Designers and Coders Come Together for Detroit Fashion + Tech Hackathon
May 20, 2019
By Cheryn Hong
Photography by Morgan Heinzmann
The 2019 Detroit Fashion + Tech Hackathon challenged designers and coders to find sustainable solutions for the fashion industry. They had 36 hours to complete the challenge.
The Grand Circus Detroit this past weekend held the Detroit Fashion + Tech Hackathon, a 36-hour challenge for creative designers and developers to solve the biggest problems faced by the retail industry today.
Lori McColl, the founder of Detroit Fashion + Tech Hackathon, began the competition last year. With a background in technology and automotive, along with a passion for fashion, she began to notice issues with not only the fashion industry, but with its sustainability, workers and global environmental impact.
“I realized there are a lot of problems that I wasn’t aware of as a consumer, and as someone who comes from technology, my brain is always working to think about why things are the way they are,” McColl says. “I put on a hackathon because I wanted to see who was out there — what creatives and technology skills do we have in Detroit, who can really push for innovation.”
This year’s challenge was to “create a solution, leveraging technology or data, that reduces environmental textile waste. This solution can support the designers/brands or consumers who are looking for new ways to reduce their environmental footprint.” A second option was to “create a solution that helps emerging brands asses which channels and pop-ups would deliver the most return on their investment.”
“If you do some research, anything you care about as a human, the fashion industry has really disappointing statistics around it,” McColl says. “Eighty percent of the workers in overseas factories are women, it takes 200 gallons of water to make a pair of jeans, the amount of textile waste in the process is atrocious, as well as the way they’re disposing dyes in the river.”
The participants included a diverse group of designers and coders. Jordan Blackwell, an engineer for five years at General Motors and a fashion blogger, took an interest to this year’s challenges. She says she believes that the hackathon is a great opportunity to show people the intersectionality between fashion and technology.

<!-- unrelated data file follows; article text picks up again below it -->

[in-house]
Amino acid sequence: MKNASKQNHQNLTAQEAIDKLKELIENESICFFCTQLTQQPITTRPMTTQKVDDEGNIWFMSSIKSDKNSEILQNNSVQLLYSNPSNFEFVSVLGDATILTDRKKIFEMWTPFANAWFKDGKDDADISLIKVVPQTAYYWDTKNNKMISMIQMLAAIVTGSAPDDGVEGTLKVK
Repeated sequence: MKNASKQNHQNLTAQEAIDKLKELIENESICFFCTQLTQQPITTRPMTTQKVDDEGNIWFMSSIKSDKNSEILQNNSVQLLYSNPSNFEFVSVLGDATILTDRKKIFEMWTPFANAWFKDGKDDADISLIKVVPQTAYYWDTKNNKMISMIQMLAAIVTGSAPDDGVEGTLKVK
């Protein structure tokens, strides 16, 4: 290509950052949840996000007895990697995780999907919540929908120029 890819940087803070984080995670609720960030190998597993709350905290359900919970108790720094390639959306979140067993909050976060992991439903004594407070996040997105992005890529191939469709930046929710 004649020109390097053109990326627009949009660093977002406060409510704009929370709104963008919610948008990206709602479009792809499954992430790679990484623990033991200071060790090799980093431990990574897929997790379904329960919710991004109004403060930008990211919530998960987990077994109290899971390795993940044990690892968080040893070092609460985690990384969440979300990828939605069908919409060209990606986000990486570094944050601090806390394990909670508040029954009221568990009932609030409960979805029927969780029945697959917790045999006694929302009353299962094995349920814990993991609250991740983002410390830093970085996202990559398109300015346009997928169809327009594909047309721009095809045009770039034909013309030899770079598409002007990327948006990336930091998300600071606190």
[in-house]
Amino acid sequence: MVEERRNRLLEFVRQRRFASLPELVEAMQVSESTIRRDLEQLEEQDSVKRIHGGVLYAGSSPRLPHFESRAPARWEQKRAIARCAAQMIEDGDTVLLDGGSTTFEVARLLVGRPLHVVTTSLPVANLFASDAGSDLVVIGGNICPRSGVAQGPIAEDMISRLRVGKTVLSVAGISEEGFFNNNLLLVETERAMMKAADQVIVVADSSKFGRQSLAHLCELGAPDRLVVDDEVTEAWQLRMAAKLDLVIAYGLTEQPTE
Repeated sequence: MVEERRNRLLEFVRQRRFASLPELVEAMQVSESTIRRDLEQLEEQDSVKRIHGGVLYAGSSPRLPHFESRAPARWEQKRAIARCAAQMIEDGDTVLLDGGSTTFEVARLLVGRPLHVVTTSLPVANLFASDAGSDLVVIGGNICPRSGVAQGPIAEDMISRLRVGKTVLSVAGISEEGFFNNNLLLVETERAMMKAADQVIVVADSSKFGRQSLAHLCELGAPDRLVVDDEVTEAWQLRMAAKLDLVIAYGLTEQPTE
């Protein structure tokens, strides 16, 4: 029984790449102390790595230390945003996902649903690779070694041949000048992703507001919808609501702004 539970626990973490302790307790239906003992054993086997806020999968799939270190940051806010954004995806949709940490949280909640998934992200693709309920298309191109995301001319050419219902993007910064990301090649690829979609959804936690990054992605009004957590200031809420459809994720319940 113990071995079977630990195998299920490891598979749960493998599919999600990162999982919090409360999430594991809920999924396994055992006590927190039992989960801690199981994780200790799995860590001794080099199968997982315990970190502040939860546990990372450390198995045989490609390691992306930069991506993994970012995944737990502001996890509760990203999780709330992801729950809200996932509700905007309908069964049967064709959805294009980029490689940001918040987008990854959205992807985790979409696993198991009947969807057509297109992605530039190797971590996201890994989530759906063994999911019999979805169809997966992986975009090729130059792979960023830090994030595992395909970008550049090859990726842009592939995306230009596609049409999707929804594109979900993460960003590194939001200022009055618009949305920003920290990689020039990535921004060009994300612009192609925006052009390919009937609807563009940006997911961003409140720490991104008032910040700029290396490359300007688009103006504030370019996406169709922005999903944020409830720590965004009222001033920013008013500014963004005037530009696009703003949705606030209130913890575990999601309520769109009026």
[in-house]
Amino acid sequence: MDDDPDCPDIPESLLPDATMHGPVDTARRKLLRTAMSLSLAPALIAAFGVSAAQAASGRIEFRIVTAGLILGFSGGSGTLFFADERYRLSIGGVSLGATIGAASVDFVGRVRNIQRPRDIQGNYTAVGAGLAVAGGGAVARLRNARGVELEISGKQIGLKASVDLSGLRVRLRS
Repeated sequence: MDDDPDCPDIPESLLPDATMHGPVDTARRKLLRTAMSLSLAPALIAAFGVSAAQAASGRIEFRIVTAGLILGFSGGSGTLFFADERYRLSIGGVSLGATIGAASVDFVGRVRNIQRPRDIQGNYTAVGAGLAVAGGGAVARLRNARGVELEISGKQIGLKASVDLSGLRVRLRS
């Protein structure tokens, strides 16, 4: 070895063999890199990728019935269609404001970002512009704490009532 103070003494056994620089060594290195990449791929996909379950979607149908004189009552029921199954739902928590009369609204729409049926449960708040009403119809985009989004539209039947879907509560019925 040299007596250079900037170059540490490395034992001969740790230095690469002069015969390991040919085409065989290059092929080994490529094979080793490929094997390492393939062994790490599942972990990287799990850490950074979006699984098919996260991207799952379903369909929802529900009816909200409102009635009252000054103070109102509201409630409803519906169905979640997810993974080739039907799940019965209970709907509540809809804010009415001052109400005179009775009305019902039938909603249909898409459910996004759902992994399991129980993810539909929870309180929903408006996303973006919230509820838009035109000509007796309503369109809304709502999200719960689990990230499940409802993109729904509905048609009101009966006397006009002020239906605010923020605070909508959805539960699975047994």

“This event is showing that we really need to intersect in order to come up with better solutions to these issues,” Blackwell says.
Ani Mayasandra, a fashion designer and musician, also participated. With a background in advertising, marketing and analytics, fashion is something new for Mayasandra who says he always had a creative itch he wanted to satisfy. The hackathon made him consider issues surrounding the fashion industry, he says.
“Sustainability is something I try to focus on as well, but especially how to make it feasible for bigger brands. I don’t get to dedicate my time to things like this, and I really wish I could,” Mayasandra says. “This is an opportunity to do just that, and this is really interesting because this is the future of fashion — how clothes are going to sell in retail and how the clothes are going to be made with the aspect of sustainability.”
After the 36 hours the teams presented their solutions to a panel of judges Sunday morning. The first place and $800 prize was given to team DEVIATE and their PoPP solution. The team members included Cassidy Tucker, Kelsey Tucker, Matt Gotschall, and Vincet Bey. They created a solution to retail pop-up problems with a prototype of a mobile app that connects a community of brands, customers and pop-up locations. The app allows brands to engage with customers, share their pop-up locations and deliver analytics to help brands make better decisions around the locations they select.
Team Deviate Detroit at the 2019 Detroit Fashion + Tech Hackathon: Matt Gotschall of Detroit, Cassidy Tucker of Detroit, Vincent Bey of Warren, and Kelsey Tucker of Plymouth.
McColl says she hopes the dozens of participants took away a significant lesson from the event.
“Our overall mission is that we put Detroit on the map globally for innovation in the retail and apparel manufacturing space,” McColl says. “My goal is to start this community of people that think and create differently, and I believe we can become one of the biggest innovation hubs in the United States.”